The existence of a handout about sensory processing disorder on AXYS as well as several reports about motoric difficulties suggest that sensory processing and integration disorder is likely to be common in XXY.

Anecdotal evidence is furthermore given about enhanced sensitivity to sensory stimuli like noise, light, motions, smell/taste and touch suggesting a crucial commonality with autism spectrum conditions. One should probably think of XXY as possible specific subtype of the large autism landscape.

Human

There are different terms for being XXY: Klinefelter’s syndrome, Intersex, Disorder of Sexual Development (DSD), just ’normal‘ males with an additional X.

In fact, society and scientists always want to create disorders out of everything which is different from the average. Even within the XXY groups, there are heavy debates about the meaning and applicability of intersex. Very few XXY are real intersex since the majority has the typical male sex features but hormones are processed differently in contrast to XY males. Thus intersex will be probably inaccurate as umbrella term for all XXY. Is it really necessary to find a one-size-fits-all-umbrella term? Klinefelter’s syndrome is also misleading for many XXY, as not all symptoms of Klinefelter’s syndrome are present, and testosterone deficit will be inaccurate for those who identify as female or at least non-male.

No matter what chromosome variation we have, we develop in a certain way biologically and physically. We start playing gender roles basing upon our cultures and family role models. We start feeling whether those roles and our bodies feel right about this and to whom we are attracted to. Typically we don’t think about gender, sex and number of chromosomes when we fall in love.  Definitions and nomenclature maybe useful or not but they tend to put us in neat boxes. That is what scientists, institutions, politicians, religious groups and activists want, put everyone into neat little boxes to suit their needs and agenda. We are not defined by the names others pin on us. We are just who we are and should be able to choose our own definitions, if we even need them. 

So whether it’s XXY, Klinefelter, Disorder of Sexual Development, Intersex or (cause for) Autism, it’s just a name that somebody else wants to apply to me, somebody else who is mostly unable to put himself in my shoes, who can’t see I’m  disabled by the societal way of thinking. I’m different, not disabled or disordered. It’s society who is unwilling to accept that the binary gender concept is outdated. It’s science who still thinks everything different from societal norm is a disorder. It’s even some XXY groups who think all XXY are just normal males or men who need testosterone to develop proper masculine features to better fit in.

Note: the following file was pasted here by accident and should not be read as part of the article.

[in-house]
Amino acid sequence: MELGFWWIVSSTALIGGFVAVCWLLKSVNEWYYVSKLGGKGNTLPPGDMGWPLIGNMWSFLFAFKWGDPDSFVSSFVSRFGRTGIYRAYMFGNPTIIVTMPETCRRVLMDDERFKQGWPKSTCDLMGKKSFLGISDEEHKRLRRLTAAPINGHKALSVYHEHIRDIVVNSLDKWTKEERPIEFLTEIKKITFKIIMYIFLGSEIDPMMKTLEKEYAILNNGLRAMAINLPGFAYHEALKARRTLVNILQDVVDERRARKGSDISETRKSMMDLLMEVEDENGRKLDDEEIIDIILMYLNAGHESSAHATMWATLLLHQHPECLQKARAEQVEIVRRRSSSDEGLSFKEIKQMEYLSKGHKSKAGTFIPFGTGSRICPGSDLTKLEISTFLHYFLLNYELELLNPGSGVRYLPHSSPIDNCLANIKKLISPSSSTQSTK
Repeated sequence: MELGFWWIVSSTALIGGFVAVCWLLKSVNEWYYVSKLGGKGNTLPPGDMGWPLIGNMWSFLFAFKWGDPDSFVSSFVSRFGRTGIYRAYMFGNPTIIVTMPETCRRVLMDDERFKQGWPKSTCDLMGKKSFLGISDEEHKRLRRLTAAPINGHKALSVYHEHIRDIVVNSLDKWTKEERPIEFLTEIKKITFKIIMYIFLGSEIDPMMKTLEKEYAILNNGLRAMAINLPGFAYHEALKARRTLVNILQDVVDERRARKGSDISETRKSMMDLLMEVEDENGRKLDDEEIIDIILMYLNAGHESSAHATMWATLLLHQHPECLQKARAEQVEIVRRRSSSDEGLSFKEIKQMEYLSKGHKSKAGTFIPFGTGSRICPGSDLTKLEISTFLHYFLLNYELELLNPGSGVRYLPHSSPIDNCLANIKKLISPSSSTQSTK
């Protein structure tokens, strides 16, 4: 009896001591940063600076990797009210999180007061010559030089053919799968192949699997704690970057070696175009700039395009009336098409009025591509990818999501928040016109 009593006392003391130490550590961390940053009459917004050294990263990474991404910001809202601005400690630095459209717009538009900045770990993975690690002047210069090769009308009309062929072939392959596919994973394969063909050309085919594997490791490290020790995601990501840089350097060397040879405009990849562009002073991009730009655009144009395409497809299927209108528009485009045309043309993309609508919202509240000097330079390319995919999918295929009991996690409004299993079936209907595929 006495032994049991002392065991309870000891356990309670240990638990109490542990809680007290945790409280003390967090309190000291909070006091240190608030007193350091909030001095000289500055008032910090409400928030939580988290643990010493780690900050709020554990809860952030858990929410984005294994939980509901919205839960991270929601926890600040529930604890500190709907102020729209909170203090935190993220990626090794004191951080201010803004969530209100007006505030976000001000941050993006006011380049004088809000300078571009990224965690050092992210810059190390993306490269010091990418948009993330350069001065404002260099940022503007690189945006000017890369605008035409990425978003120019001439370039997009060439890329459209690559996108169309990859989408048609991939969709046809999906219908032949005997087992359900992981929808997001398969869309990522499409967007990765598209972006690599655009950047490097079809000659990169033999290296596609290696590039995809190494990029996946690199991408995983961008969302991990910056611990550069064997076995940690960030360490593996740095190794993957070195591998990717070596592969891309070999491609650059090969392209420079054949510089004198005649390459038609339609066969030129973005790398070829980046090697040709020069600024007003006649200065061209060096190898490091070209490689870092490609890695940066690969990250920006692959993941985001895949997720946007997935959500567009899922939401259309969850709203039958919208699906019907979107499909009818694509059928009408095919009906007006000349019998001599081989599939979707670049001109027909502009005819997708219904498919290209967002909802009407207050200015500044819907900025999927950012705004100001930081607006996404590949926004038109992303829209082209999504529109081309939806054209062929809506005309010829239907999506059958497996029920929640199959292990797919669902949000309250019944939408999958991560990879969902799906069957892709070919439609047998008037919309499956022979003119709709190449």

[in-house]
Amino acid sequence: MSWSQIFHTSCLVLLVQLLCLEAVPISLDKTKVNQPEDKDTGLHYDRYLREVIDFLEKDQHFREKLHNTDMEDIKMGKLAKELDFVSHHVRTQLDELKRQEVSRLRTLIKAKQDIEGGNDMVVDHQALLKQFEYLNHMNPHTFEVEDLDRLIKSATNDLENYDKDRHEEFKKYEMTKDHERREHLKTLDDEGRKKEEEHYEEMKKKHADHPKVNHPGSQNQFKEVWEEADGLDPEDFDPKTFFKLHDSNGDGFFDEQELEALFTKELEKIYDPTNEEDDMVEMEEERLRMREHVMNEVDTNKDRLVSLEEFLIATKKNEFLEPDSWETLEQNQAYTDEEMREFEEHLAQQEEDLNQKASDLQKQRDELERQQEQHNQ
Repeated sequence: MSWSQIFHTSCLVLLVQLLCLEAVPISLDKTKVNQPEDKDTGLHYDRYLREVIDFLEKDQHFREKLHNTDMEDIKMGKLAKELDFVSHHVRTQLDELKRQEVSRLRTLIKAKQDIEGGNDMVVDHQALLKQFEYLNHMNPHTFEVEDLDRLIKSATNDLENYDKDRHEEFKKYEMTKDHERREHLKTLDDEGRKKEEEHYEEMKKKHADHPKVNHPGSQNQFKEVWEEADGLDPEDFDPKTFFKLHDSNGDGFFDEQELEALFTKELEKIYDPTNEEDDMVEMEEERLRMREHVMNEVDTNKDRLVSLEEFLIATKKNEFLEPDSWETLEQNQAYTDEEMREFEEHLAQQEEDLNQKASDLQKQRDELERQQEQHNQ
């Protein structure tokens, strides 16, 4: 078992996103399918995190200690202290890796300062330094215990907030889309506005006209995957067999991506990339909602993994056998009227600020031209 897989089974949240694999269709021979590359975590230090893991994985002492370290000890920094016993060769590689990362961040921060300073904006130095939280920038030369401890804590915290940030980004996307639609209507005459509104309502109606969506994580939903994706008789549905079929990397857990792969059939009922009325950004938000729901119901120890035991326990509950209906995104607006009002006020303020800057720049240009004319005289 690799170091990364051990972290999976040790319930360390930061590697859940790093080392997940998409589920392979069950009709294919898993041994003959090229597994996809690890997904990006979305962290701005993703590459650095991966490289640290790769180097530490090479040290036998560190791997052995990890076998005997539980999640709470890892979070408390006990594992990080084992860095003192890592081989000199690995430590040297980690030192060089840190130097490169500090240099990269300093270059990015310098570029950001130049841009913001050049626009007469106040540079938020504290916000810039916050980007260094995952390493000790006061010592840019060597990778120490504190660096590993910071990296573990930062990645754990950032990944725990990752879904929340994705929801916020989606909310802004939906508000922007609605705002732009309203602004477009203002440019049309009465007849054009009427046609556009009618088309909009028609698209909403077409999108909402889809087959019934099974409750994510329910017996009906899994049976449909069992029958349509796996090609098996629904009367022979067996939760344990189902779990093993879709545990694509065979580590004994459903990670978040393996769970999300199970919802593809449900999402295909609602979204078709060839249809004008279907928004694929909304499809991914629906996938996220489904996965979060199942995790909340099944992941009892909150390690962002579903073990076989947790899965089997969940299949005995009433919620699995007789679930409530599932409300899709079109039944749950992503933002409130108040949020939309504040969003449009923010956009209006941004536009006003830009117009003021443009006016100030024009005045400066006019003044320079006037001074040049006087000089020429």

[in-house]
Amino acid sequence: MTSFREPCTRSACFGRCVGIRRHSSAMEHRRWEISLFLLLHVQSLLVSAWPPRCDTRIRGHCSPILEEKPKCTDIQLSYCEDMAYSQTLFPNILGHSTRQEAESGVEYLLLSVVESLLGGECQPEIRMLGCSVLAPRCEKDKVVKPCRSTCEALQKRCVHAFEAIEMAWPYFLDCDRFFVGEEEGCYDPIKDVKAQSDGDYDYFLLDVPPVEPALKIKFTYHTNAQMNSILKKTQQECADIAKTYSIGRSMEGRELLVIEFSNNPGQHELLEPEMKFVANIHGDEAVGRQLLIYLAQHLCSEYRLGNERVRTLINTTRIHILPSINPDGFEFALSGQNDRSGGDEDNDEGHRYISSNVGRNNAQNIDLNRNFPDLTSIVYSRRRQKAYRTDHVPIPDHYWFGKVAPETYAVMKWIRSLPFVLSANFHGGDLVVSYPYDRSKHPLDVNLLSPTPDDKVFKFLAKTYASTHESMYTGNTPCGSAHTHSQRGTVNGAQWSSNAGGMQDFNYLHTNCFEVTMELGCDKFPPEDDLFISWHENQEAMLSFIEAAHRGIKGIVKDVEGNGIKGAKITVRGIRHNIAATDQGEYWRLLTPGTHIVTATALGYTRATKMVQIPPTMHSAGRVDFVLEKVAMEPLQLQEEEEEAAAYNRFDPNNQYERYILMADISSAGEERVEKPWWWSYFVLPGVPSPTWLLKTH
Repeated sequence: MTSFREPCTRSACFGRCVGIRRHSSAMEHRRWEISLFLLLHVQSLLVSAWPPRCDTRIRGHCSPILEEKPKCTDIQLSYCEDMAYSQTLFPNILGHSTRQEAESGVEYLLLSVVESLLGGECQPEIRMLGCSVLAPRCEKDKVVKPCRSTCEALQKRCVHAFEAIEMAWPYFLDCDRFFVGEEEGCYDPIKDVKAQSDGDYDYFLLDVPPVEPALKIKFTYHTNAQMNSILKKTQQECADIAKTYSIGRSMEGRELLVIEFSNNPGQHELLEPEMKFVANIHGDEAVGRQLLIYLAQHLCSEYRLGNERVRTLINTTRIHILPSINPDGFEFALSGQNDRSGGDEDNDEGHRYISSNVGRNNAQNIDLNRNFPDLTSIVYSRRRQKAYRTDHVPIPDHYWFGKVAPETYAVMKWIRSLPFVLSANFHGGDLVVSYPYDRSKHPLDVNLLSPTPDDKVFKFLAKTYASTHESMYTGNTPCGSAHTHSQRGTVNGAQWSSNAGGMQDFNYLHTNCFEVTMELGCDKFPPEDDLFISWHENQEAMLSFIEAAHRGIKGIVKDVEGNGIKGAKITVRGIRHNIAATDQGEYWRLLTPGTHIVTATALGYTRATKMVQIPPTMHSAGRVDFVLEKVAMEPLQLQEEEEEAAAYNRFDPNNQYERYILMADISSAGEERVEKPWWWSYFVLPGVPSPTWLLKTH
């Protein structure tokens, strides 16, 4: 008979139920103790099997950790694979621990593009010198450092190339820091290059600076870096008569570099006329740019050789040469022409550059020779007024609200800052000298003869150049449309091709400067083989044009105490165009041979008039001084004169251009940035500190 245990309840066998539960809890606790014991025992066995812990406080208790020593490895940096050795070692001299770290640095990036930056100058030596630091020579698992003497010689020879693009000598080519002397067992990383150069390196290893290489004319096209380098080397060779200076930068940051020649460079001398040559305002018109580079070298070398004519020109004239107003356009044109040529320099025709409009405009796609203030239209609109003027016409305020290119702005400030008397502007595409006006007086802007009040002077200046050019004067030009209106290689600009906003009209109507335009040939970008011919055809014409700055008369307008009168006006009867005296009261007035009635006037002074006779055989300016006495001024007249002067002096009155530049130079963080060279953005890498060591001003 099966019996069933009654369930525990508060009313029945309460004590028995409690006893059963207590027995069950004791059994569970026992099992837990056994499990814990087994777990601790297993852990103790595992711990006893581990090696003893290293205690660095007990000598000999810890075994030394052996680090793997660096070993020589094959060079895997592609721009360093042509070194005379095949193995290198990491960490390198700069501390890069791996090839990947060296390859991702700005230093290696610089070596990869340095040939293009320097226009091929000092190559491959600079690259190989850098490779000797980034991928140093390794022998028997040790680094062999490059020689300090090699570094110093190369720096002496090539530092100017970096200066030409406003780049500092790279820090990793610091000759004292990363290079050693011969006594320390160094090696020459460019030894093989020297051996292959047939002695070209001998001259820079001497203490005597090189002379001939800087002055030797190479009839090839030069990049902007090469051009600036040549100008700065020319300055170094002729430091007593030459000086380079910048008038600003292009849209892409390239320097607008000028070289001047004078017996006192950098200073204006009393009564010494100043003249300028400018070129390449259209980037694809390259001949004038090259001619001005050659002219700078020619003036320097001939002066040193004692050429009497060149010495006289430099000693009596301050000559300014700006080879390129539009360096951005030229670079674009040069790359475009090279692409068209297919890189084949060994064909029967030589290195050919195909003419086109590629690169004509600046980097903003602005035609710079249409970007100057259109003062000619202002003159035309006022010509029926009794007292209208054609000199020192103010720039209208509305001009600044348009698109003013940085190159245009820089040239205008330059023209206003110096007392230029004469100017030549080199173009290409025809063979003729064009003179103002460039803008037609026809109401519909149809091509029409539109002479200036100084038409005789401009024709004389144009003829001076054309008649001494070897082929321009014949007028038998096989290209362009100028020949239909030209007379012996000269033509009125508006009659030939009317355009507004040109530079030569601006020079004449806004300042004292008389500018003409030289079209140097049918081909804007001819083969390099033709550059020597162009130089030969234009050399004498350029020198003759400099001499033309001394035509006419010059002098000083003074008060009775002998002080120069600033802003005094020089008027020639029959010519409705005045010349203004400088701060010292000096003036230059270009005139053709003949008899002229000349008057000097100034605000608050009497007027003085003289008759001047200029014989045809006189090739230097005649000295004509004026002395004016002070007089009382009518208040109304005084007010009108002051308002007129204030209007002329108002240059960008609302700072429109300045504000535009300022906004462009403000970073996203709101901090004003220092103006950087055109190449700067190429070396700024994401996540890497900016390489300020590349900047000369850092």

Being XXY is less troublesome than society’s attitude towards it.

Social exclusion: no, thanks!

The doctor says: Don’t tell it your employer, you will loose your job!
The humangenetic counselors say to parents: Don’t tell it anyone, your child could be stigmatized as intersexual.
The german Klinefelter association says: Don’t tell it anyone, you could be stigmatized as intersexual.

So, why should you not talk about it? Right, because there is a lot of prejudice. Prejudice like …

  • among physicians … when you mention Klinefelter’s syndrome and they answer: Aren’t these the people with thick necks who are mentally retarded?“ Or when a gynecologist said to a young mother: „Abort the child, our society prefers healthy childs.
  • among 99 % of the general population who got never in touch with Klinefelter’s, at the most in biology in school where infertility and lack of testosterone are the main topic. I assume similar experiences during medical school when rare conditions are hardly mentioned. Noteworthy to say that Klinefelter’s is solely to be seen as rare due to the large number of undiagnosed men. If 70 oder 80 % of the XXY populuation was diagnosed, research interest and lobbyism would be greater.
  • As I went to the genetic counselor, they did not tell me anything about psychological effects of Klinefelter’s syndrome. The german Klinefelter association rejects statements going beyond shyness, passiveness and sensibility (which are addressed to the lack of testosterone) and subsequently say it has nothing to to with KS.
  • The austrian support-group also refuses a connection of Klinefelter with enhanced sensitivity to sensory stimuli while detailed talks are given about this topic by AXYS, the american association for X and Y chromosome disorders.